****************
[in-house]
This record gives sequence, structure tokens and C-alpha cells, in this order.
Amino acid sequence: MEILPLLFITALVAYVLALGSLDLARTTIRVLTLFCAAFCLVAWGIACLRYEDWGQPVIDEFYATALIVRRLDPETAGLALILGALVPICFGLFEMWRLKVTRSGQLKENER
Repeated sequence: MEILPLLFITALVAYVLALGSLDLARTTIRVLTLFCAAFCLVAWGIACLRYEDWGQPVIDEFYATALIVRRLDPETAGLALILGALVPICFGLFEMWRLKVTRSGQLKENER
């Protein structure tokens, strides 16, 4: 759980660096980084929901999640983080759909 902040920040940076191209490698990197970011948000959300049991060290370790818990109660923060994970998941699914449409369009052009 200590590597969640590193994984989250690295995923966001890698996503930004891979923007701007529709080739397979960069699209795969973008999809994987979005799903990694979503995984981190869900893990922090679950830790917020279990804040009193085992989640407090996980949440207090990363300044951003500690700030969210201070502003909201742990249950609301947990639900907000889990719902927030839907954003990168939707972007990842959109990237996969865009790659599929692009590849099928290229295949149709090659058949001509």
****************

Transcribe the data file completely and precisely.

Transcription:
[in-house]
This record gives sequence, structure tokens and C-alpha cells, in this order.
Amino acid sequence: MEILPLLFITALVAYVLALGSLDLARTTIRVLTLFCAAFCLVAWGIACLRYEDWGQPVIDEFYATALIVRRLDPETAGLALILGALVPICFGLFEMWRLKVTRSGQLKENER
Repeated sequence: MEILPLLFITALVAYVLALGSLDLARTTIRVLTLFCAAFCLVAWGIACLRYEDWGQPVIDEFYATALIVRRLDPETAGLALILGALVPICFGLFEMWRLKVTRSGQLKENER
């Protein structure tokens, strides 16, 4: 759980660096980084929901999640983080759909 902040920040940076191209490698990197970011948000959300049991060290370790818990109660923060994970998941699914449409369009052009 200590590597969640590193994984989250690295995923966001890698996503930004891979923007701007529709080739397979960069699209795969973008999809994987979005799903990694979503995984981190869900893990922090679950830790917020279990804040009193085992989640407090996980949440207090990363300044951003500690700030969210201070502003909201742990249950609301947990639900907000889990719902927030839907954003990168939707972007990842959109990237996969865009790659599929692009590849099928290229295949149709090659058949001509």